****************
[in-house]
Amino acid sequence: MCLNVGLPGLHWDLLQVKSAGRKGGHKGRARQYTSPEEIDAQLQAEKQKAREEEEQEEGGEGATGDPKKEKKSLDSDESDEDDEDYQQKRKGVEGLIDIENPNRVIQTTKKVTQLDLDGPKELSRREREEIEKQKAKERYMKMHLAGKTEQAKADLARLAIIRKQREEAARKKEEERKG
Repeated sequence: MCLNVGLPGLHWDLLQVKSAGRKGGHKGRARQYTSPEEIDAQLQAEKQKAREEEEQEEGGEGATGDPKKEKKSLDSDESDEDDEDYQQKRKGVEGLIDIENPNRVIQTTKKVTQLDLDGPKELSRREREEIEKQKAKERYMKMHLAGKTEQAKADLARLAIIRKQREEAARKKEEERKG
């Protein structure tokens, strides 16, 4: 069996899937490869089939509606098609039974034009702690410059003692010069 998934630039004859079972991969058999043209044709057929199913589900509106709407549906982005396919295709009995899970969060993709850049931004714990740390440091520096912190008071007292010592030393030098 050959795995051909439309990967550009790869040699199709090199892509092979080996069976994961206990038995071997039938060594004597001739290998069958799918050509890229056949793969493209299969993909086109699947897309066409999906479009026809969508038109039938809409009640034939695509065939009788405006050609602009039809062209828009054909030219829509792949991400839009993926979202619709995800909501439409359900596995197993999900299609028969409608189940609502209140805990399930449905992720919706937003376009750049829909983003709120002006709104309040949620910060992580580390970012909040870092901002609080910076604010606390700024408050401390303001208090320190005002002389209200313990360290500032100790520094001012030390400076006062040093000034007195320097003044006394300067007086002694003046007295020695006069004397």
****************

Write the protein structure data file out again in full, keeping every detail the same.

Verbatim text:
[in-house]
Amino acid sequence: MCLNVGLPGLHWDLLQVKSAGRKGGHKGRARQYTSPEEIDAQLQAEKQKAREEEEQEEGGEGATGDPKKEKKSLDSDESDEDDEDYQQKRKGVEGLIDIENPNRVIQTTKKVTQLDLDGPKELSRREREEIEKQKAKERYMKMHLAGKTEQAKADLARLAIIRKQREEAARKKEEERKG
Repeated sequence: MCLNVGLPGLHWDLLQVKSAGRKGGHKGRARQYTSPEEIDAQLQAEKQKAREEEEQEEGGEGATGDPKKEKKSLDSDESDEDDEDYQQKRKGVEGLIDIENPNRVIQTTKKVTQLDLDGPKELSRREREEIEKQKAKERYMKMHLAGKTEQAKADLARLAIIRKQREEAARKKEEERKG
């Protein structure tokens, strides 16, 4: 069996899937490869089939509606098609039974034009702690410059003692010069 998934630039004859079972991969058999043209044709057929199913589900509106709407549906982005396919295709009995899970969060993709850049931004714990740390440091520096912190008071007292010592030393030098 050959795995051909439309990967550009790869040699199709090199892509092979080996069976994961206990038995071997039938060594004597001739290998069958799918050509890229056949793969493209299969993909086109699947897309066409999906479009026809969508038109039938809409009640034939695509065939009788405006050609602009039809062209828009054909030219829509792949991400839009993926979202619709995800909501439409359900596995197993999900299609028969409608189940609502209140805990399930449905992720919706937003376009750049829909983003709120002006709104309040949620910060992580580390970012909040870092901002609080910076604010606390700024408050401390303001208090320190005002002389209200313990360290500032100790520094001012030390400076006062040093000034007195320097003044006394300067007086002694003046007295020695006069004397």